Equality Among Unequals in International Environmental Law: Differential Treatment for Developing Countries


To deal effectively with global environmental problems, such as climate change, we need global cooperation. Yet all too many developing countries lack the economics, infrastructures, and technical capacity to tackle these problems; therefore, developing countries need to be accorded differential treatment in the international environmental law agreements adopted to prevent or mitigate the problems, if these agreements are to succeed.. This study addresses a very current, cutting-edge, and controversial issue of great importance to international environmental law and its success in protecting a livable planet.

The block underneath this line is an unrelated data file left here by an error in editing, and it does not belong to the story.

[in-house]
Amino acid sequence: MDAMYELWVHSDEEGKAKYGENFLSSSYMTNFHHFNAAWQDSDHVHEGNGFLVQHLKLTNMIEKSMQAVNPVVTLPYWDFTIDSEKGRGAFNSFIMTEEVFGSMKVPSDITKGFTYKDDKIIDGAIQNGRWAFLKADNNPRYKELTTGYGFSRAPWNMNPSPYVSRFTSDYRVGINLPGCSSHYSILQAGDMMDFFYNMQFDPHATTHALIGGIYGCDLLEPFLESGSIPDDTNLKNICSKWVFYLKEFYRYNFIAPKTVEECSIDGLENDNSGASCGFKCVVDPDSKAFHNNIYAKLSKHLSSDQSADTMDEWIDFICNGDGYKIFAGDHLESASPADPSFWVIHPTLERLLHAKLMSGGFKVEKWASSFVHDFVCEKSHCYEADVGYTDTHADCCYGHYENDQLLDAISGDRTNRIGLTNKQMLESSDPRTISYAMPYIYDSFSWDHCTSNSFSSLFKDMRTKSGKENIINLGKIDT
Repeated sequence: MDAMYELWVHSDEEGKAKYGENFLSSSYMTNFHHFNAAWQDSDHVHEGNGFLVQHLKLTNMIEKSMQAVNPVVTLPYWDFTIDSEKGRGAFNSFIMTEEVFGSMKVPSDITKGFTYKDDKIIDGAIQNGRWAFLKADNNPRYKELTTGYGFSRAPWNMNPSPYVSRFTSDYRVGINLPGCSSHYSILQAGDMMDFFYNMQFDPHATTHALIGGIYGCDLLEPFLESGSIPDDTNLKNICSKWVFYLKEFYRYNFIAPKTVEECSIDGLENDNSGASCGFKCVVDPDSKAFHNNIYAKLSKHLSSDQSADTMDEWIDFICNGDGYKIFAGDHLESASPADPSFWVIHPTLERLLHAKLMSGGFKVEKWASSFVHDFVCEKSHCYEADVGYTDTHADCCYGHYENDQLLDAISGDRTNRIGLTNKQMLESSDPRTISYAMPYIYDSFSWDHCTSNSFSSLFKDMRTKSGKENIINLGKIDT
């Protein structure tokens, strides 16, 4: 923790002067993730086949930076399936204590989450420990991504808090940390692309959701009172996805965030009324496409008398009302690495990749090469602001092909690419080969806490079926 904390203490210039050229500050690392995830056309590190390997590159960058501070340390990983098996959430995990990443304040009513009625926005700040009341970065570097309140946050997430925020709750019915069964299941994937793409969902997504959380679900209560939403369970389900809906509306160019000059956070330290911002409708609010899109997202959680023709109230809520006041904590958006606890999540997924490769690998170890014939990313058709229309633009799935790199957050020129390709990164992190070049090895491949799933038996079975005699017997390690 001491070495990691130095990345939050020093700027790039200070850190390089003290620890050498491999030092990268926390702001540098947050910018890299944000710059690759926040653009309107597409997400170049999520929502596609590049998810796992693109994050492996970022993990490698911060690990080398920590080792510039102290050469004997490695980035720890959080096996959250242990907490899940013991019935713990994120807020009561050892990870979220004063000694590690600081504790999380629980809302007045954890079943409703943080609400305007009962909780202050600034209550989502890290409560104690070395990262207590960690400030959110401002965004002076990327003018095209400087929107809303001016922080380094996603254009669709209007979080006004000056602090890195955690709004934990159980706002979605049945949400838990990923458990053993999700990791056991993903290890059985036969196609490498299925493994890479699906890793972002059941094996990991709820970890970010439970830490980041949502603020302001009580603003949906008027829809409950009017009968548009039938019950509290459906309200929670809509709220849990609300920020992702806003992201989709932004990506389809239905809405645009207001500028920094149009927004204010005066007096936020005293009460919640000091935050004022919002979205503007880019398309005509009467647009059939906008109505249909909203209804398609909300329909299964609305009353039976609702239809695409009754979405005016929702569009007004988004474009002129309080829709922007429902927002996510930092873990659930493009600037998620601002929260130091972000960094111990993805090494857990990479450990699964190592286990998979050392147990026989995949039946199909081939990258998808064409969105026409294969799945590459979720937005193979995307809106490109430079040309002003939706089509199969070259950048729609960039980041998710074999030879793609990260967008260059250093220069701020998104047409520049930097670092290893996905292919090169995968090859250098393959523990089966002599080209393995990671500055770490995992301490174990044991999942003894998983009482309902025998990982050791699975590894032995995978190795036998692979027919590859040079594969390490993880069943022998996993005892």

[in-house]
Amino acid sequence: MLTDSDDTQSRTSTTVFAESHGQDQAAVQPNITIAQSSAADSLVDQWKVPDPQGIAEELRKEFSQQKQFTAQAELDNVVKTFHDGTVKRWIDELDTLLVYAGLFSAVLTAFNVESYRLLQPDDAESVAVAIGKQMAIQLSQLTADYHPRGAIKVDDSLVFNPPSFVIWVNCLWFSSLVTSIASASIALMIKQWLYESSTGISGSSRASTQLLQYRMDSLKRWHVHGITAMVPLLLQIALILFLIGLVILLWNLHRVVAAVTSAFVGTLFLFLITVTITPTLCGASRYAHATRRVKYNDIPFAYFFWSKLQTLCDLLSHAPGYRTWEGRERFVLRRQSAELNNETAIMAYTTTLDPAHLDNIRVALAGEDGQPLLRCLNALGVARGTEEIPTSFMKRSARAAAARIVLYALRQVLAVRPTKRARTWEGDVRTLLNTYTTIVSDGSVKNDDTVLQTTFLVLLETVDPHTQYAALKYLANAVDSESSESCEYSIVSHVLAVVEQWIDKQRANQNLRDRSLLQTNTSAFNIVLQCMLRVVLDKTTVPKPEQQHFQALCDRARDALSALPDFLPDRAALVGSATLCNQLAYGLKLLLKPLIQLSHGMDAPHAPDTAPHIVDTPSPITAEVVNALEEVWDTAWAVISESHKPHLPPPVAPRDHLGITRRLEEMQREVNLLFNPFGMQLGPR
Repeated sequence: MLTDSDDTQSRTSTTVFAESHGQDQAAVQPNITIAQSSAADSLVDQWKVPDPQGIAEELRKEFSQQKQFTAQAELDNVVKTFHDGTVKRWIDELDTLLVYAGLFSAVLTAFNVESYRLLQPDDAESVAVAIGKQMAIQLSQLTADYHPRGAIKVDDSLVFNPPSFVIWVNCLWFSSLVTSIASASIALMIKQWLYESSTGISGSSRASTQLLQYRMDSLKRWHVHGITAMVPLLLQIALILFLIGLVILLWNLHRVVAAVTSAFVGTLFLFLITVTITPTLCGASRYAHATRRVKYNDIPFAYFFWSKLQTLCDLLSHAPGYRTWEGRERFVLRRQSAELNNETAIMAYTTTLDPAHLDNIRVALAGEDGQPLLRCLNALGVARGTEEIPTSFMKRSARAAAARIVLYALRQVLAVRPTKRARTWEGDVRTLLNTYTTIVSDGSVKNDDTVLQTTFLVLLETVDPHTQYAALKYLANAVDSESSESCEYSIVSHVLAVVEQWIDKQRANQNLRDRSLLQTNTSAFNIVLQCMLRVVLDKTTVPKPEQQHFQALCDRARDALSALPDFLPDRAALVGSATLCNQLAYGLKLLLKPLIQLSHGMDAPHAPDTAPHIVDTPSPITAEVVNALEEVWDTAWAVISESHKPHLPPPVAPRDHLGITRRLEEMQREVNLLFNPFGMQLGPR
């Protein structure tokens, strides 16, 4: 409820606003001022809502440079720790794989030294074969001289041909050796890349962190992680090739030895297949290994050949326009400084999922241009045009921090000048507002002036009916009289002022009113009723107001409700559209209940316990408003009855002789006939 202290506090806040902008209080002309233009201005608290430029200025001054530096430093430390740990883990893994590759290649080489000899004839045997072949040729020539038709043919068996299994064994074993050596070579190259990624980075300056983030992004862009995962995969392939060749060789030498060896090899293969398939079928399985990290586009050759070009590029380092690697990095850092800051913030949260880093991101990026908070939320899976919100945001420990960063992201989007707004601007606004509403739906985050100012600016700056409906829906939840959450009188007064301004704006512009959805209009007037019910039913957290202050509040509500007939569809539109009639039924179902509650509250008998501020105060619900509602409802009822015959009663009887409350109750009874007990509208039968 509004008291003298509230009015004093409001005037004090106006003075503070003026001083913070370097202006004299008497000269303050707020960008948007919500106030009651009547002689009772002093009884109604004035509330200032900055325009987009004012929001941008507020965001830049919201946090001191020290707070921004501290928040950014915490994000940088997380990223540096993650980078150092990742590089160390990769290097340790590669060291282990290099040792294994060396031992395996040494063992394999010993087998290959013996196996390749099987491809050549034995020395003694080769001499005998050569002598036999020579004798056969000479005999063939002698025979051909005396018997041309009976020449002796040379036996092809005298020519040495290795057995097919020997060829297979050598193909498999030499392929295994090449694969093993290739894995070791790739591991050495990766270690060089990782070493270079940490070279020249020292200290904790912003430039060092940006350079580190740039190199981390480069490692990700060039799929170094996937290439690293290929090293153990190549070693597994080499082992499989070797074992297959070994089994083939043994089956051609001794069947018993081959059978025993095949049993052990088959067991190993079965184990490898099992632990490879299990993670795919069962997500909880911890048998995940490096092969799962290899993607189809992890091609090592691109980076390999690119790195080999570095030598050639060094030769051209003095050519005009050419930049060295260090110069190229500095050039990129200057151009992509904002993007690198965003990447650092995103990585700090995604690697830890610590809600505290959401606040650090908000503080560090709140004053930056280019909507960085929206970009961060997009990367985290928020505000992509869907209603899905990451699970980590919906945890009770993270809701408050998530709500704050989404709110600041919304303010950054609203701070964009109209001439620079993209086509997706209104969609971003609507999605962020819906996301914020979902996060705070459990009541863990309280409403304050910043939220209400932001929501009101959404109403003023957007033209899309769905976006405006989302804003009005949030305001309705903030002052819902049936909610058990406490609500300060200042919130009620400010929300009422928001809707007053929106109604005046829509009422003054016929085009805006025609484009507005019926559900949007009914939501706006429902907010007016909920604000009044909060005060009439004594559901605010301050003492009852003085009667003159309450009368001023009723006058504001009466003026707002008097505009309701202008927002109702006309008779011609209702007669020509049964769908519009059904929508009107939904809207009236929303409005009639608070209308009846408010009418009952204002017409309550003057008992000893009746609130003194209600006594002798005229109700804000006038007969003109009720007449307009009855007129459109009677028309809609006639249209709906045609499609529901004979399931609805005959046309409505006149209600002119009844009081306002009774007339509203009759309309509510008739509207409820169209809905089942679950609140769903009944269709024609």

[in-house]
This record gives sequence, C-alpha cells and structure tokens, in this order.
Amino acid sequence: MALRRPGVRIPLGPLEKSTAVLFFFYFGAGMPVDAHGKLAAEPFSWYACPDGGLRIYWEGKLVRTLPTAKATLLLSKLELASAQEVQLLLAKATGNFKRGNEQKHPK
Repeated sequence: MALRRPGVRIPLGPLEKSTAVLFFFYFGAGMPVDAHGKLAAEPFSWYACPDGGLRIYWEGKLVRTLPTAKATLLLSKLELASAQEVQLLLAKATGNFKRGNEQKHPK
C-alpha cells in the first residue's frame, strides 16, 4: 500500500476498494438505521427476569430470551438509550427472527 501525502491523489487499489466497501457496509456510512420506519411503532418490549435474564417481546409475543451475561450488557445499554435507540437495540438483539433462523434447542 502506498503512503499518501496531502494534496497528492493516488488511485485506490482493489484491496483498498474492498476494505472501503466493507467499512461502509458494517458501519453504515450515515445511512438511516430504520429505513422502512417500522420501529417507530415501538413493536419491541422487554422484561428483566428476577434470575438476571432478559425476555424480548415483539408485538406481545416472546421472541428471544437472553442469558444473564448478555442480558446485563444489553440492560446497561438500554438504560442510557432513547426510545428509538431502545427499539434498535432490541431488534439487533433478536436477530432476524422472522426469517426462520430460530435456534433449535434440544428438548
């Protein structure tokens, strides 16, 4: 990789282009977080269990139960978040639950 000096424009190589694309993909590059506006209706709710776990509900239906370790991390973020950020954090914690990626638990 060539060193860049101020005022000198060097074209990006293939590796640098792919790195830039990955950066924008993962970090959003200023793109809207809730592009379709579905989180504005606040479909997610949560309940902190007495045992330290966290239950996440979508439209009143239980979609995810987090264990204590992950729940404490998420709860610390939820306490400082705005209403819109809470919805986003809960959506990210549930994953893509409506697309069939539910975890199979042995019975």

In an attempt to get beyond words to action, this book looks at global environmental problems from the perspective of getting developing countries more involved in solving these problems. How can they best be brought into the realm of international environmental regulation and gotten onto the pathway to sustainable development? The idea is that the new trend of using incentives to promote developing country participation in international environmental agreements – in effect, giving them differential treatment – must continue and become part of the framework of international environment

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